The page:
The excellent web site 3Quarks Daily has a rather deep philosophical analysis of “post-truth politics” which I would recommend people study carefully.
One comment on this essay makes a further point.
Isn't it an old distinction that politics and deliberation are about things which could be otherwise than they are, and science and theory about things which cannot be otherwise than they are? If that is true, then, the real problem may be in bringing the concept of truth into the domain of politics, which is a domain of practical actions and decisions. That does not mean that anything goes in politics but only that truth is not the overarching parameter. For instance, insofar as we would want to make the issue of climate change an issue of truth (it is indeed happening, it will indeed hurt us), we are removing it from political debate.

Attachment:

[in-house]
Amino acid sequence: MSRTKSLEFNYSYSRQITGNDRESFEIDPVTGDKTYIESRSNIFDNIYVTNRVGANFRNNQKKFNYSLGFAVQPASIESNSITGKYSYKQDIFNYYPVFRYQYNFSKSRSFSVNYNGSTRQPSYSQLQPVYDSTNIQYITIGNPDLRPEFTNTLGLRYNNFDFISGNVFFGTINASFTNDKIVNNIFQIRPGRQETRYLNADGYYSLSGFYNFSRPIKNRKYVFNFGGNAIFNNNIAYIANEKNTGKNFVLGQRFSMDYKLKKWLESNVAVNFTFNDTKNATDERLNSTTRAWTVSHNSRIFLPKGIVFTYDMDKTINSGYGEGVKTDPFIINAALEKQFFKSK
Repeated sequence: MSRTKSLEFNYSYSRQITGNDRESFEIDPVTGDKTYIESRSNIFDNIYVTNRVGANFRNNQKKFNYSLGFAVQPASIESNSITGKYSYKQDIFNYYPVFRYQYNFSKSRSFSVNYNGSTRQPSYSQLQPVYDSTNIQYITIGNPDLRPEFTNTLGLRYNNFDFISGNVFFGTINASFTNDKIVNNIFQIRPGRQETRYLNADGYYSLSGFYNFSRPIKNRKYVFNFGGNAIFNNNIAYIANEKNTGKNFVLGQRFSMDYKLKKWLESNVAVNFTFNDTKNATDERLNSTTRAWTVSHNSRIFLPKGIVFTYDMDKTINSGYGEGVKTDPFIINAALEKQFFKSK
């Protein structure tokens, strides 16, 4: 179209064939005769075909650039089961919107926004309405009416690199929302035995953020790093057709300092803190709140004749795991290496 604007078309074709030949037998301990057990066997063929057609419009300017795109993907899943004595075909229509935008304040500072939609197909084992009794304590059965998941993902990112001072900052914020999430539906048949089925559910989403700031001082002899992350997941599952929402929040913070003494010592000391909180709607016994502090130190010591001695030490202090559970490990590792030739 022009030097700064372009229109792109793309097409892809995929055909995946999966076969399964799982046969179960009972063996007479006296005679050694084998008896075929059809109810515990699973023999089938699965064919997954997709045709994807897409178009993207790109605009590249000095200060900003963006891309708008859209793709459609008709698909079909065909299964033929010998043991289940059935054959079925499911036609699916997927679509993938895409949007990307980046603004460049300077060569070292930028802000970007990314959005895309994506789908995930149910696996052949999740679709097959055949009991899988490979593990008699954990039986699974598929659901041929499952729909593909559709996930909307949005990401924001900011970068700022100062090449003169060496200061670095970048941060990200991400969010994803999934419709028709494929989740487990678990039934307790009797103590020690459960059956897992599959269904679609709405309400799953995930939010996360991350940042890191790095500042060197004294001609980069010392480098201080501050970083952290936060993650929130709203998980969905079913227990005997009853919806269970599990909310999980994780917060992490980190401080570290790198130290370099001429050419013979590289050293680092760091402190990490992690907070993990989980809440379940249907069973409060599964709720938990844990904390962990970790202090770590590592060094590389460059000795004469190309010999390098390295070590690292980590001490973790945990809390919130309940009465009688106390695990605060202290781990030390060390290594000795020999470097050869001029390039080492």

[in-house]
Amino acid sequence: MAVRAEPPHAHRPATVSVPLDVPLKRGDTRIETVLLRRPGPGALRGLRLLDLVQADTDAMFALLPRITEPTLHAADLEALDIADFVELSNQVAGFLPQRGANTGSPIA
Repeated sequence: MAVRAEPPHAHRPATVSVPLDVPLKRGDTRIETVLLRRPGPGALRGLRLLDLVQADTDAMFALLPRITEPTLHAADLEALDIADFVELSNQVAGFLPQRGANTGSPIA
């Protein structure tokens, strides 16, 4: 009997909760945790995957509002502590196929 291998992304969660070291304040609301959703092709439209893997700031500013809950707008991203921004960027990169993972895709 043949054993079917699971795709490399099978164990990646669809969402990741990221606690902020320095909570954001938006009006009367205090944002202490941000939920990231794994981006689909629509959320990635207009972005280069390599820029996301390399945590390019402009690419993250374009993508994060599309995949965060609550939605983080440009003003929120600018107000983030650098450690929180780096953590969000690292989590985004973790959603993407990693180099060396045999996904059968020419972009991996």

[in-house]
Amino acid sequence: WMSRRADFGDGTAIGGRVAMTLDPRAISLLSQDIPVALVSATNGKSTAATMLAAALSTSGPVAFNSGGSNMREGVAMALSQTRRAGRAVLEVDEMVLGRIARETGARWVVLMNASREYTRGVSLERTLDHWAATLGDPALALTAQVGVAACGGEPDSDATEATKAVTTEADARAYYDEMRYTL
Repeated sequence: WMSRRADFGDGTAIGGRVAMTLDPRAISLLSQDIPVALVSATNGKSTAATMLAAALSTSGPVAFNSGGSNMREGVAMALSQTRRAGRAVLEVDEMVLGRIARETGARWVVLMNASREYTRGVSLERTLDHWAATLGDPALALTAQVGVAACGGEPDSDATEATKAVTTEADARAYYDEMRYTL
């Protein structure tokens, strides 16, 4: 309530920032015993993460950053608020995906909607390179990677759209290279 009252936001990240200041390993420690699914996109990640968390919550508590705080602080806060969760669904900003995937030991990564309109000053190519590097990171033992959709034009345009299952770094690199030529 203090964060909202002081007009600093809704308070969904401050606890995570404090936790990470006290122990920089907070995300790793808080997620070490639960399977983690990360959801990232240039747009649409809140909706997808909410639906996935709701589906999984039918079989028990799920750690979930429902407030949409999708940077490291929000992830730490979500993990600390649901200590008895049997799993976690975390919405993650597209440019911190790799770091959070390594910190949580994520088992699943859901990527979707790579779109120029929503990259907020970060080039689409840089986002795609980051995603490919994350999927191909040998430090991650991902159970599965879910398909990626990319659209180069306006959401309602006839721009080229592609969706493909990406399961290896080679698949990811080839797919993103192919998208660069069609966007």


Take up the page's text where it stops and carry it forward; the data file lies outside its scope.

So the real distinction may not be between truth and post-truth but between things about which we have some agreed-upon criteria for handling them (matters pertaining to science and truth) and things about which such criteria are not available. And, this distinction is itself not given but made and remade in the light of available knowledge.
The problem with this is that if we as a country (or many countries) decide to act (or neglect to act) in a way contrary to the truth of climate change because we do not accept the agreed-upon criteria for matters of fact, since we re doing “politics,” then this is bad politics. We have to be able to distinguish between bad and good politics.